For these and other contingencies, here's the list of useful appliances: Portable Charger/External Battery Pack, Worldwide Travel Charger Adapter, Power Converter for International Travel Adapter, and Mobile Device Leash.

Exploring City on Guided Tours


We have a strong bias towards exploring a city on foot, at your own pace, because this is how you get to see things up close with a maximum freedom. You decide how much time you wish to spend at each attraction and don't have to worry about following a crowd. That said, however, we also understand that some of you may want to go with a guided tour. If that is your case, here are some guided tours to consider. Be ready to fork out a bit of money, though, as a guided tour of London typically costs somewhere between US$30 and US$130 or more per person:

- Board a hop-on hop-off double-decker to enjoy sightseeing of London from the open top of the bus listening in the headsets to the commentary provided in a variety of languages, and be able get on and off at any of the stops along the six interconnecting routes, plus get on board the Thames River Sightseeing Cruise. The tickets are valid for 24, 48, or 72 hours.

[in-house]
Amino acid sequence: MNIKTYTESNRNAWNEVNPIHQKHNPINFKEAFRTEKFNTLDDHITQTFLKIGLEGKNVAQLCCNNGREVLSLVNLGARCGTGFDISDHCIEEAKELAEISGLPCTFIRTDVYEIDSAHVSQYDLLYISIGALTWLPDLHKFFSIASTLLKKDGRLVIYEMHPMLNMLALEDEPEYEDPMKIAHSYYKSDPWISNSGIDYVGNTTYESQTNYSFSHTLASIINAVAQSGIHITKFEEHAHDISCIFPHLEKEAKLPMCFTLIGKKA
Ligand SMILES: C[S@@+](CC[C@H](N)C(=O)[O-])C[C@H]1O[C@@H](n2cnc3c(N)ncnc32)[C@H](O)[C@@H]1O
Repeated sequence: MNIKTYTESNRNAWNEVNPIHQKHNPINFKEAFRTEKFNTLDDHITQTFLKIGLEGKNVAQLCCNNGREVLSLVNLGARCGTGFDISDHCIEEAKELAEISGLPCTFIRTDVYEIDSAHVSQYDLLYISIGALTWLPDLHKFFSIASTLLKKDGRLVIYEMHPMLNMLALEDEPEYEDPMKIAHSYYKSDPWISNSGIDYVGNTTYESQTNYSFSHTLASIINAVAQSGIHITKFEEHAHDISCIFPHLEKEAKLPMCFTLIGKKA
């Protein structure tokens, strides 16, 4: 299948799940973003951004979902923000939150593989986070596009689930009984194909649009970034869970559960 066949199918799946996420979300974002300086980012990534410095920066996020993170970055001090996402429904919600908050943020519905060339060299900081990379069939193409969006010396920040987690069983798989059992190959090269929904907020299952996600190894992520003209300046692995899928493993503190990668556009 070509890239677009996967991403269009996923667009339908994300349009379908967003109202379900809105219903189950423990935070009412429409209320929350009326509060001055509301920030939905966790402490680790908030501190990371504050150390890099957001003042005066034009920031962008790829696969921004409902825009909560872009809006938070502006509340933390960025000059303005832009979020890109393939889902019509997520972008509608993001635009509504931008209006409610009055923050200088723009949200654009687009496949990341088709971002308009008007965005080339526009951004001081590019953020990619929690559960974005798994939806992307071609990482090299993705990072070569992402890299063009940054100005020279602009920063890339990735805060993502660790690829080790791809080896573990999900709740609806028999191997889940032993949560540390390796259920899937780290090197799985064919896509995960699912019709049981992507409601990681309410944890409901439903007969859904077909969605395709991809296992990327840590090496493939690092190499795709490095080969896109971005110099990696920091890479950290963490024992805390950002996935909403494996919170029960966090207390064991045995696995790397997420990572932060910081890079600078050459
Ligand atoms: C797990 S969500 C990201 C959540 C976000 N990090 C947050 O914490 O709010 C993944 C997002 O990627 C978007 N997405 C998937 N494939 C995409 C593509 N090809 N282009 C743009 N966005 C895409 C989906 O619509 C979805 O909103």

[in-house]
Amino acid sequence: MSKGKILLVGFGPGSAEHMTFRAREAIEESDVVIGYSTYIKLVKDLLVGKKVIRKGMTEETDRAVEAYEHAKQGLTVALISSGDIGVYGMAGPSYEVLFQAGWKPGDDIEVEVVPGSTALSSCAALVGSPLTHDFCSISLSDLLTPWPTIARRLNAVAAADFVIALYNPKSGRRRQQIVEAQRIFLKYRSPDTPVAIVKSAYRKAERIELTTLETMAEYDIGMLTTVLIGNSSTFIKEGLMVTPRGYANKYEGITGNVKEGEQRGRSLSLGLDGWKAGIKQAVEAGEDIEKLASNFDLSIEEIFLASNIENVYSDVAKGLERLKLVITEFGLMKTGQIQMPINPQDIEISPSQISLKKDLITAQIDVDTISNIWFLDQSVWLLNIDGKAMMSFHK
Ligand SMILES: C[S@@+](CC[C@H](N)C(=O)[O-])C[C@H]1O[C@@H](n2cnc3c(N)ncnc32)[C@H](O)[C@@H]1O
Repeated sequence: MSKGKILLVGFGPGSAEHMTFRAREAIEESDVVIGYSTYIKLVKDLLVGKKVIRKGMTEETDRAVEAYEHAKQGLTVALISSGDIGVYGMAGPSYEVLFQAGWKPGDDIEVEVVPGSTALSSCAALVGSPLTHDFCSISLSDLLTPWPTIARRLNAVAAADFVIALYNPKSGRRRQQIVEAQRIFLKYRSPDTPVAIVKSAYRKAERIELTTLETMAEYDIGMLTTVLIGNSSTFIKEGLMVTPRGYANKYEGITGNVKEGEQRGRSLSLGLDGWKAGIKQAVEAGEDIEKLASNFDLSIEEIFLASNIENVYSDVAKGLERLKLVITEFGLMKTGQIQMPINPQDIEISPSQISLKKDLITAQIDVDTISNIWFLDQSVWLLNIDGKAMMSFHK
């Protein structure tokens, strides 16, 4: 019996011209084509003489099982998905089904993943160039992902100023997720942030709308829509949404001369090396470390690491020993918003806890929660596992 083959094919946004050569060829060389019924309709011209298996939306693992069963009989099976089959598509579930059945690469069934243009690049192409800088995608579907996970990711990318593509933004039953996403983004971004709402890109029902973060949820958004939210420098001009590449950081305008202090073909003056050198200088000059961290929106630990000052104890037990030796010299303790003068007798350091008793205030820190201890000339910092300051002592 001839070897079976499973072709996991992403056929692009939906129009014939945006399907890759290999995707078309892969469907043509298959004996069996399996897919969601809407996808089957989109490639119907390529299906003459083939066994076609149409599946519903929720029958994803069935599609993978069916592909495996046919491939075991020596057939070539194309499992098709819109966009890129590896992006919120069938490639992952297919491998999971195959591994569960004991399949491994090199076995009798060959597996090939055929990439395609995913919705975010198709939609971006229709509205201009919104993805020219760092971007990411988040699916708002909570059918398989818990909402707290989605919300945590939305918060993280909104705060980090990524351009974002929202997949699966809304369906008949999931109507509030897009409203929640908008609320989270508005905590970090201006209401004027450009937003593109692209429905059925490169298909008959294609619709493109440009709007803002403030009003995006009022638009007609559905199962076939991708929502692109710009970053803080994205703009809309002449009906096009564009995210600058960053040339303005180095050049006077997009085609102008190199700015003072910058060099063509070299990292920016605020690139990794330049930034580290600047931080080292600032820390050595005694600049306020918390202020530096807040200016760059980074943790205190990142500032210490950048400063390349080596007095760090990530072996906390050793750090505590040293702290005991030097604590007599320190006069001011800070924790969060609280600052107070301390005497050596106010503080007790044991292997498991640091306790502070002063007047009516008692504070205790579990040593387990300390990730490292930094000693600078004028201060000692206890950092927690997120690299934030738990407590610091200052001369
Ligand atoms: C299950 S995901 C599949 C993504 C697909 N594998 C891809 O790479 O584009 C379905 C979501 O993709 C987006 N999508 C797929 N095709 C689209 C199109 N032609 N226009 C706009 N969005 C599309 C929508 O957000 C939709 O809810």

- Spend half a day pedaling your way around London Royal Parks on a guided bike tour to see the city's most spectacular highlights stopping at some for a bit of rest, watching the surroundings, and learning interesting facts about the attractions from a knowledgeable group leader.

- Commit yourself to a full-day of sightseeing to appreciate the English capital in its full splendor complete with its top (UNESCO-listed and other) attractions, plus to enjoy a sightseeing cruise down the River Thames, and more.

- Dive into Britain’s royal and political history on the Westminster Abbey & Houses of Parliament tour for an up-close view of the country's two most prominent landmarks that have been in place and duly served their purpose for almost a millennium.